My Lords, 2,673 academies are now open in England. Nearly 60% of state-funded secondary schools are now either open or in the process of becoming academies, and more than 1,000 primary schools are now open as academies. Three alternative provision academies are open, with 20 more planned, and 63 special academies are open, with 50 more planned. The department is working to ensure that as many good and outstanding state schools as possible have the opportunity to sponsor other schools.
My noble friend is absolutely right that these schools are increasing attainment. The Government are ruthlessly focused on tackling school underperformance, and it is one of my main responsibilities. The Government believe that every child, irrespective of background, deserves a high-quality education. We have built on the previous Government's programme to establish a further 415 sponsored academies, including 200 of the worst-performing primary schools, and we are focusing on many more underperforming schools. Where we see underperformance and failure in any school, we will not hesitate to use all our powers.
My Lords, will the Minister confirm that the coalition Government are currently planning to convert academies and to move them from the public sector to the private sector? If that is the case, will the Minister confirm-it is certainly our opinion-that that would be entirely the wrong policy?
All good and outstanding schools that have chosen to convert to academies are expected to support other schools. More and more academies are taking this further and sponsoring other academies. Eighty-nine converter academies are now sponsoring other schools and providing support by sharing innovative ways of thinking and clear examples of what works, and we are working hard to encourage more to do so.
Will the Minister comment on reports that heads are being offered around £65,000 as an inducement to convert their schools into academies? If that is true, what is the estimated cost to public funds if the number of academies turns out to be as he anticipates: that is, the number of schools multiplied by £65,000? At a time when we are constantly being told that austerity is the order of the day, can he confirm that it is his opinion, as it is mine, that this is a complete waste of money?
We are offering grants-all this is available on our website-to help sponsors to turn round failing and underperforming schools. In its November 2012 report, the National Audit Office rightly acknowledged the extraordinary success of the academy programme. We make no apology for spending money on a programme that is proven to drive up standards and make long-term improvements. We want as many schools as possible to take advantage of the significant benefits of academy status.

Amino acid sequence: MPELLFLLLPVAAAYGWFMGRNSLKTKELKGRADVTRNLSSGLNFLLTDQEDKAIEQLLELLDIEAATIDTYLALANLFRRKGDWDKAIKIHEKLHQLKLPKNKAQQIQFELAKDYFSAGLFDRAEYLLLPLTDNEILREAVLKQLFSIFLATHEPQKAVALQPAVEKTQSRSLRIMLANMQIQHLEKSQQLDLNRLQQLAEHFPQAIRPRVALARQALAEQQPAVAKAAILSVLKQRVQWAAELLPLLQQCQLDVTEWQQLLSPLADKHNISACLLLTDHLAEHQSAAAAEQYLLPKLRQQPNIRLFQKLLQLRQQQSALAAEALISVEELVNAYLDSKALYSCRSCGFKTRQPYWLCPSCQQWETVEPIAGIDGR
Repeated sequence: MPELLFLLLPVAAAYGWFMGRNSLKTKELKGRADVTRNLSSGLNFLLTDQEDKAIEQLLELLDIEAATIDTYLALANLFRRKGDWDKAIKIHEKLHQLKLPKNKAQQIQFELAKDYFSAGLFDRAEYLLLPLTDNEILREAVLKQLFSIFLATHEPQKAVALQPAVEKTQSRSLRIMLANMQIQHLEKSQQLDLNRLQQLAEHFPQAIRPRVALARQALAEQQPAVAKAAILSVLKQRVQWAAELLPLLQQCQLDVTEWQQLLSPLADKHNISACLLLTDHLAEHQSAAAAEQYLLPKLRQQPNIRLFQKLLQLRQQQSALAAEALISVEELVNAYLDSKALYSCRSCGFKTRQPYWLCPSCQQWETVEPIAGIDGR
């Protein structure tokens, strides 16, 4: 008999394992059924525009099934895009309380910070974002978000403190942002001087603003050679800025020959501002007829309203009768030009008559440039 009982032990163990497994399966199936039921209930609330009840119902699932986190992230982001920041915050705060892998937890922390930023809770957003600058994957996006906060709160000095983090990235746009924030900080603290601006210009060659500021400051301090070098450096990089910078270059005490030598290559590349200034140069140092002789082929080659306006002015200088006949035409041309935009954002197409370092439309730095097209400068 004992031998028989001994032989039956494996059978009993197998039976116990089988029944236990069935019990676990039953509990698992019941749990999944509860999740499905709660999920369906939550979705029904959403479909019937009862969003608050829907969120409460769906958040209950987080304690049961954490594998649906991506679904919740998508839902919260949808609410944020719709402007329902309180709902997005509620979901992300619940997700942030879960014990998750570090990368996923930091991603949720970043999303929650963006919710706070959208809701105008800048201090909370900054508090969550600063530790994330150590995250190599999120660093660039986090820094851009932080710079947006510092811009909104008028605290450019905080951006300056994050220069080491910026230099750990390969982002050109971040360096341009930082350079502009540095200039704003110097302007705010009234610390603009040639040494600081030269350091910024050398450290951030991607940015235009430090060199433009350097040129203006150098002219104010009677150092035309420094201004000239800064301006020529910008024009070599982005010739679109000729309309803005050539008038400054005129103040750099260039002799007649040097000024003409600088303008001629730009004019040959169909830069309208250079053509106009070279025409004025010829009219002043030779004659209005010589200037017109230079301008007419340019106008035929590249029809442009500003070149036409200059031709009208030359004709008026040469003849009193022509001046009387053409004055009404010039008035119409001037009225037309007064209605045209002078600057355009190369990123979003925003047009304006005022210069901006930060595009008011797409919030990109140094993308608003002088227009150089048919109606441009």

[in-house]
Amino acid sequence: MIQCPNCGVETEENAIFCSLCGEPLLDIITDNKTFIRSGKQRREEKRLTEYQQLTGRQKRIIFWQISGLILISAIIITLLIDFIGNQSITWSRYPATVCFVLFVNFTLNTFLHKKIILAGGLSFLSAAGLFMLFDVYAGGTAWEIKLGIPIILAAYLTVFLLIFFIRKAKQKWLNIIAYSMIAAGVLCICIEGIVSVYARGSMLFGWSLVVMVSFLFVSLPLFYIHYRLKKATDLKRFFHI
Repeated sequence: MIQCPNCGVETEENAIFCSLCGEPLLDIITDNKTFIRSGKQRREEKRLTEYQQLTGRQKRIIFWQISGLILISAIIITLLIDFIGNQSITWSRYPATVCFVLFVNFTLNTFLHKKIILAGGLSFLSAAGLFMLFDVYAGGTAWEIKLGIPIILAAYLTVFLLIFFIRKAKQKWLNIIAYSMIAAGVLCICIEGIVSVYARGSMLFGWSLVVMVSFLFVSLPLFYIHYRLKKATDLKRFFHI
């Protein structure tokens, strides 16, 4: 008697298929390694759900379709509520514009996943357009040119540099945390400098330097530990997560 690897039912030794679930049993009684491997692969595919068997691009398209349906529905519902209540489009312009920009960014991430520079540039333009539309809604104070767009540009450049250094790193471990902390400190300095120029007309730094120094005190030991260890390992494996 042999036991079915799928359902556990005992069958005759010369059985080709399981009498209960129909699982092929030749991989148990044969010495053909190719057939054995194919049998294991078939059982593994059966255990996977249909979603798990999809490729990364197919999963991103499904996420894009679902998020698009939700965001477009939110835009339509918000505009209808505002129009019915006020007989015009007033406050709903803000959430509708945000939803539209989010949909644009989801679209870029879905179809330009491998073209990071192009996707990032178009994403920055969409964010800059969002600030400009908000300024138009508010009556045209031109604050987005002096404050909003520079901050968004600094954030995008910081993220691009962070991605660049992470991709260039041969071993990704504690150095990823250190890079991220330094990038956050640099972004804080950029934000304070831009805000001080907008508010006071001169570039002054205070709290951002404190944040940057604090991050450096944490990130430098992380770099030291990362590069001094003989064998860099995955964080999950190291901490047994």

We have a number of proven successes. I was delighted to see that Eton College is going to sponsor an academy. There are many other independent schools, and we are keen to involve as many as possible.
Like all schools, academies have a clear duty to use their best endeavours to meet the needs of children with SEN, and they can go further with their freedoms. Special academies are at the heart of our programme.
My Lords, does the Minister acknowledge the problem, which was recently identified in the Academies Commission report, that many academies are in effect setting their own rules for admissions, which are incredibly complex for parents to navigate and are in effect excluding many children from disadvantaged backgrounds from the academies programme?
I do not acknowledge that. All admission authorities, be they local councils or self-governing schools, including academies, must comply with the new, fair admissions code. Anyone who has concerns, including the noble Baroness, about how state-funded schools are admitting pupils can formally object to the Office of the Schools Adjudicator. The law requires that academies and free schools make the majority of their places available to children from the area.